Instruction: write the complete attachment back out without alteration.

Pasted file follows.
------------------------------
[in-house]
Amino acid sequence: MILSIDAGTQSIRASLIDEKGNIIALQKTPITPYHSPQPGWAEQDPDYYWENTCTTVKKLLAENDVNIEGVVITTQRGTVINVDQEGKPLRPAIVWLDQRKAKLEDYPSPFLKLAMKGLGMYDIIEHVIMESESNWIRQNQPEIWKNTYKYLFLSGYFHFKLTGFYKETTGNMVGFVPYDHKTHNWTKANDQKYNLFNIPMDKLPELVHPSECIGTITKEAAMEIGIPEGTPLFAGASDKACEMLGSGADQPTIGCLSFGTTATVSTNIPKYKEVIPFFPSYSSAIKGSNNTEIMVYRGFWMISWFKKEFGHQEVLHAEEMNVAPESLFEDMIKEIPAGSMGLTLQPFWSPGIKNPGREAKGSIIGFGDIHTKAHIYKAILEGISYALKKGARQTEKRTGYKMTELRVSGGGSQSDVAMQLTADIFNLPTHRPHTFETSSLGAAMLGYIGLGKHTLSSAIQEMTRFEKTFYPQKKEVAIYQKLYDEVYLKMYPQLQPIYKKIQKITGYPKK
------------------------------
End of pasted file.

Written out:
[in-house]
Amino acid sequence: MILSIDAGTQSIRASLIDEKGNIIALQKTPITPYHSPQPGWAEQDPDYYWENTCTTVKKLLAENDVNIEGVVITTQRGTVINVDQEGKPLRPAIVWLDQRKAKLEDYPSPFLKLAMKGLGMYDIIEHVIMESESNWIRQNQPEIWKNTYKYLFLSGYFHFKLTGFYKETTGNMVGFVPYDHKTHNWTKANDQKYNLFNIPMDKLPELVHPSECIGTITKEAAMEIGIPEGTPLFAGASDKACEMLGSGADQPTIGCLSFGTTATVSTNIPKYKEVIPFFPSYSSAIKGSNNTEIMVYRGFWMISWFKKEFGHQEVLHAEEMNVAPESLFEDMIKEIPAGSMGLTLQPFWSPGIKNPGREAKGSIIGFGDIHTKAHIYKAILEGISYALKKGARQTEKRTGYKMTELRVSGGGSQSDVAMQLTADIFNLPTHRPHTFETSSLGAAMLGYIGLGKHTLSSAIQEMTRFEKTFYPQKKEVAIYQKLYDEVYLKMYPQLQPIYKKIQKITGYPKK